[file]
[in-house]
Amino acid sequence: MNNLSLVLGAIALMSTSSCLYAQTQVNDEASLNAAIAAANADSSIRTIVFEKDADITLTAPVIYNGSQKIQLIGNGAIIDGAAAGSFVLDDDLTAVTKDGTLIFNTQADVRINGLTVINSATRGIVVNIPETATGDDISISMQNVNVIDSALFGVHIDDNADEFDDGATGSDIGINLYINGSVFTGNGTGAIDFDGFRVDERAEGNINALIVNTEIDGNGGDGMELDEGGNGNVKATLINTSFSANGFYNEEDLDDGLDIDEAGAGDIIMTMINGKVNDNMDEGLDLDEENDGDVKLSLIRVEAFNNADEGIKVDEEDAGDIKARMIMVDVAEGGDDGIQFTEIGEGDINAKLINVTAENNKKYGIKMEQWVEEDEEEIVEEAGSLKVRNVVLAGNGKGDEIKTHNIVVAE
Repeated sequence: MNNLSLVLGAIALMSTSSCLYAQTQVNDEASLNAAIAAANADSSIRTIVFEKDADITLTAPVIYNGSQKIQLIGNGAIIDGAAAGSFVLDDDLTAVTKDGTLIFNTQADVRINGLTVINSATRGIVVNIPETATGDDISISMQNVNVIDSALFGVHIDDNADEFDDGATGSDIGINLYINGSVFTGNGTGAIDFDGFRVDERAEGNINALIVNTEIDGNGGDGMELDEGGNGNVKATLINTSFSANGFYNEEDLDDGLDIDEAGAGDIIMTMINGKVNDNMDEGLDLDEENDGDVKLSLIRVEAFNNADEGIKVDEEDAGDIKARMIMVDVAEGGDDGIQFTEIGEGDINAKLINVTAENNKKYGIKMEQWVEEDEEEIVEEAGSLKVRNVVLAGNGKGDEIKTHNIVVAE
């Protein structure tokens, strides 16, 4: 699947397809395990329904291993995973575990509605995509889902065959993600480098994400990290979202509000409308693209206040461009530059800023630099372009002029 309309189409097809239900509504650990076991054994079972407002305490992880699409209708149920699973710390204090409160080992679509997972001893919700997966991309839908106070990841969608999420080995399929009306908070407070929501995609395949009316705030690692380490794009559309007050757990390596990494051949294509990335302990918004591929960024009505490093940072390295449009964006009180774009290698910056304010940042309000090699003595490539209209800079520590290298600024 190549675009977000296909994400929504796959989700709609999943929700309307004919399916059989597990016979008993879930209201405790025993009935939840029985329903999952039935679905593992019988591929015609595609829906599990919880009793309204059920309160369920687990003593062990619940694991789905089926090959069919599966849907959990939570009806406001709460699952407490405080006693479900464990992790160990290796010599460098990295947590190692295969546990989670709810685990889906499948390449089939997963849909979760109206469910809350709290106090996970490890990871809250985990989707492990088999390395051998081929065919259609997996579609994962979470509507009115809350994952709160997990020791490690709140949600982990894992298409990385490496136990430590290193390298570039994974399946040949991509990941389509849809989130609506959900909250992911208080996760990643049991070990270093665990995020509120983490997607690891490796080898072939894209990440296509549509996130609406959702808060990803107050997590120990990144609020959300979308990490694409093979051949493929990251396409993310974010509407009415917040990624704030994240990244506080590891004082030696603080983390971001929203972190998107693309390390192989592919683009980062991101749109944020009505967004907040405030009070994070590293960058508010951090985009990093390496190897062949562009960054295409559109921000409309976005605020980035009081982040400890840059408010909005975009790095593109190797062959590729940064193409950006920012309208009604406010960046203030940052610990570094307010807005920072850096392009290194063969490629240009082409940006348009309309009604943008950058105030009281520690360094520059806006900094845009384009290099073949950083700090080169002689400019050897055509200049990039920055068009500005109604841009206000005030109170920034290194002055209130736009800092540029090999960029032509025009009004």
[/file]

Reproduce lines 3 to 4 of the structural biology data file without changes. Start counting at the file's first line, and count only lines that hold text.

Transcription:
Repeated sequence: MNNLSLVLGAIALMSTSSCLYAQTQVNDEASLNAAIAAANADSSIRTIVFEKDADITLTAPVIYNGSQKIQLIGNGAIIDGAAAGSFVLDDDLTAVTKDGTLIFNTQADVRINGLTVINSATRGIVVNIPETATGDDISISMQNVNVIDSALFGVHIDDNADEFDDGATGSDIGINLYINGSVFTGNGTGAIDFDGFRVDERAEGNINALIVNTEIDGNGGDGMELDEGGNGNVKATLINTSFSANGFYNEEDLDDGLDIDEAGAGDIIMTMINGKVNDNMDEGLDLDEENDGDVKLSLIRVEAFNNADEGIKVDEEDAGDIKARMIMVDVAEGGDDGIQFTEIGEGDINAKLINVTAENNKKYGIKMEQWVEEDEEEIVEEAGSLKVRNVVLAGNGKGDEIKTHNIVVAE
């Protein structure tokens, strides 16, 4: 699947397809395990329904291993995973575990509605995509889902065959993600480098994400990290979202509000409308693209206040461009530059800023630099372009002029 309309189409097809239900509504650990076991054994079972407002305490992880699409209708149920699973710390204090409160080992679509997972001893919700997966991309839908106070990841969608999420080995399929009306908070407070929501995609395949009316705030690692380490794009559309007050757990390596990494051949294509990335302990918004591929960024009505490093940072390295449009964006009180774009290698910056304010940042309000090699003595490539209209800079520590290298600024 190549675009977000296909994400929504796959989700709609999943929700309307004919399916059989597990016979008993879930209201405790025993009935939840029985329903999952039935679905593992019988591929015609595609829906599990919880009793309204059920309160369920687990003593062990619940694991789905089926090959069919599966849907959990939570009806406001709460699952407490405080006693479900464990992790160990290796010599460098990295947590190692295969546990989670709810685990889906499948390449089939997963849909979760109206469910809350709290106090996970490890990871809250985990989707492990088999390395051998081929065919259609997996579609994962979470509507009115809350994952709160997990020791490690709140949600982990894992298409990385490496136990430590290193390298570039994974399946040949991509990941389509849809989130609506959900909250992911208080996760990643049991070990270093665990995020509120983490997607690891490796080898072939894209990440296509549509996130609406959702808060990803107050997590120990990144609020959300979308990490694409093979051949493929990251396409993310974010509407009415917040990624704030994240990244506080590891004082030696603080983390971001929203972190998107693309390390192989592919683009980062991101749109944020009505967004907040405030009070994070590293960058508010951090985009990093390496190897062949562009960054295409559109921000409309976005605020980035009081982040400890840059408010909005975009790095593109190797062959590729940064193409950006920012309208009604406010960046203030940052610990570094307010807005920072850096392009290194063969490629240009082409940006348009309309009604943008950058105030009281520690360094520059806006900094845009384009290099073949950083700090080169002689400019050897055509200049990039920055068009500005109604841009206000005030109170920034290194002055209130736009800092540029090999960029032509025009009004």